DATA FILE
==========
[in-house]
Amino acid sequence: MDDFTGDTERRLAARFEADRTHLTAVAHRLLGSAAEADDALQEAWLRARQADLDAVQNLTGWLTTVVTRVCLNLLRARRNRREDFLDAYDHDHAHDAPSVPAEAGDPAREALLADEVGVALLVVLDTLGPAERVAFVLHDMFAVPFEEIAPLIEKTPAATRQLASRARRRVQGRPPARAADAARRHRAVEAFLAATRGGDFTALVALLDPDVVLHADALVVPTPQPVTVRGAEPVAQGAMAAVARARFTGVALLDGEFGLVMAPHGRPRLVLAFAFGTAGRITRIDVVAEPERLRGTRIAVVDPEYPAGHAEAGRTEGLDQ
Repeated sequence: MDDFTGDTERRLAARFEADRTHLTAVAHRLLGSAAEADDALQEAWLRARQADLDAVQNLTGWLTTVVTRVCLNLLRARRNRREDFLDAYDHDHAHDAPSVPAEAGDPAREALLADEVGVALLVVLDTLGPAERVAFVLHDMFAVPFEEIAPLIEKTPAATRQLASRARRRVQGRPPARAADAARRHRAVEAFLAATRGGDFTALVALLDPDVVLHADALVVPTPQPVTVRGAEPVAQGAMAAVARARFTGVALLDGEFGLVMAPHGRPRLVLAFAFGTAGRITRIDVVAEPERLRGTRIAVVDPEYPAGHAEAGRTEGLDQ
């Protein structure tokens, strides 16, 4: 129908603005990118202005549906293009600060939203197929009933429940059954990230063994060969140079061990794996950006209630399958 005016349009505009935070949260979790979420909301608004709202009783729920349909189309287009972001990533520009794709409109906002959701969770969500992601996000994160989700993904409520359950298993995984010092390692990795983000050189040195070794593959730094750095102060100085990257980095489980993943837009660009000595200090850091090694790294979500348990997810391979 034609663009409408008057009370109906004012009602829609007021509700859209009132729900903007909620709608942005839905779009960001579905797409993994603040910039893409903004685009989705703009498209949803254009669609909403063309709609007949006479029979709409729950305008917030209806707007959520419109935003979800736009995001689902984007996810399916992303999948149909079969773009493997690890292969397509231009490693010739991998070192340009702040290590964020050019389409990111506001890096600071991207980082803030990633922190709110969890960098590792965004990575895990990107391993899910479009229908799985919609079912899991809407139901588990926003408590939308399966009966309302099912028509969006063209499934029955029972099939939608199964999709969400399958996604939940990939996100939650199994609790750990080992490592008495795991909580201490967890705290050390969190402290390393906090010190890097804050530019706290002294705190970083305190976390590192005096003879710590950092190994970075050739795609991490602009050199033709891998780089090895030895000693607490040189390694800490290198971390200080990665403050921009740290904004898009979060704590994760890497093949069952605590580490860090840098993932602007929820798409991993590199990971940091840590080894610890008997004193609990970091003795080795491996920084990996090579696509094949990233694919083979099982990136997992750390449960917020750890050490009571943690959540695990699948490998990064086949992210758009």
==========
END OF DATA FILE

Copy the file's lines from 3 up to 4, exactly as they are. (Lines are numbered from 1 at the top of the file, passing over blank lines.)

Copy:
Repeated sequence: MDDFTGDTERRLAARFEADRTHLTAVAHRLLGSAAEADDALQEAWLRARQADLDAVQNLTGWLTTVVTRVCLNLLRARRNRREDFLDAYDHDHAHDAPSVPAEAGDPAREALLADEVGVALLVVLDTLGPAERVAFVLHDMFAVPFEEIAPLIEKTPAATRQLASRARRRVQGRPPARAADAARRHRAVEAFLAATRGGDFTALVALLDPDVVLHADALVVPTPQPVTVRGAEPVAQGAMAAVARARFTGVALLDGEFGLVMAPHGRPRLVLAFAFGTAGRITRIDVVAEPERLRGTRIAVVDPEYPAGHAEAGRTEGLDQ
């Protein structure tokens, strides 16, 4: 129908603005990118202005549906293009600060939203197929009933429940059954990230063994060969140079061990794996950006209630399958 005016349009505009935070949260979790979420909301608004709202009783729920349909189309287009972001990533520009794709409109906002959701969770969500992601996000994160989700993904409520359950298993995984010092390692990795983000050189040195070794593959730094750095102060100085990257980095489980993943837009660009000595200090850091090694790294979500348990997810391979 034609663009409408008057009370109906004012009602829609007021509700859209009132729900903007909620709608942005839905779009960001579905797409993994603040910039893409903004685009989705703009498209949803254009669609909403063309709609007949006479029979709409729950305008917030209806707007959520419109935003979800736009995001689902984007996810399916992303999948149909079969773009493997690890292969397509231009490693010739991998070192340009702040290590964020050019389409990111506001890096600071991207980082803030990633922190709110969890960098590792965004990575895990990107391993899910479009229908799985919609079912899991809407139901588990926003408590939308399966009966309302099912028509969006063209499934029955029972099939939608199964999709969400399958996604939940990939996100939650199994609790750990080992490592008495795991909580201490967890705290050390969190402290390393906090010190890097804050530019706290002294705190970083305190976390590192005096003879710590950092190994970075050739795609991490602009050199033709891998780089090895030895000693607490040189390694800490290198971390200080990665403050921009740290904004898009979060704590994760890497093949069952605590580490860090840098993932602007929820798409991993590199990971940091840590080894610890008997004193609990970091003795080795491996920084990996090579696509094949990233694919083979099982990136997992750390449960917020750890050490009571943690959540695990699948490998990064086949992210758009």